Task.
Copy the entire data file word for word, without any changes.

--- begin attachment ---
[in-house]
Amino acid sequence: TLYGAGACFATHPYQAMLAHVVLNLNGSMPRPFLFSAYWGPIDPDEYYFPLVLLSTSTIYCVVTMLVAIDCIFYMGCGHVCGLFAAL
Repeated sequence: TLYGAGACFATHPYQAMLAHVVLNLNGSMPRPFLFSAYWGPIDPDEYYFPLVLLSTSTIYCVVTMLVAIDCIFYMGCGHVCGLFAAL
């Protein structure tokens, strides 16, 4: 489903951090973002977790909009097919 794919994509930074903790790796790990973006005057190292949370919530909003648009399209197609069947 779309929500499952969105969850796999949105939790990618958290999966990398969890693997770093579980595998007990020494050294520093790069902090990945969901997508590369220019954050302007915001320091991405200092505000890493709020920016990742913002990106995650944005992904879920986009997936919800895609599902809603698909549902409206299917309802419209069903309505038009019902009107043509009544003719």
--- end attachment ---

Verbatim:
[in-house]
Amino acid sequence: TLYGAGACFATHPYQAMLAHVVLNLNGSMPRPFLFSAYWGPIDPDEYYFPLVLLSTSTIYCVVTMLVAIDCIFYMGCGHVCGLFAAL
Repeated sequence: TLYGAGACFATHPYQAMLAHVVLNLNGSMPRPFLFSAYWGPIDPDEYYFPLVLLSTSTIYCVVTMLVAIDCIFYMGCGHVCGLFAAL
């Protein structure tokens, strides 16, 4: 489903951090973002977790909009097919 794919994509930074903790790796790990973006005057190292949370919530909003648009399209197609069947 779309929500499952969105969850796999949105939790990618958290999966990398969890693997770093579980595998007990020494050294520093790069902090990945969901997508590369220019954050302007915001320091991405200092505000890493709020920016990742913002990106995650944005992904879920986009997936919800895609599902809603698909549902409206299917309802419209069903309505038009019902009107043509009544003719």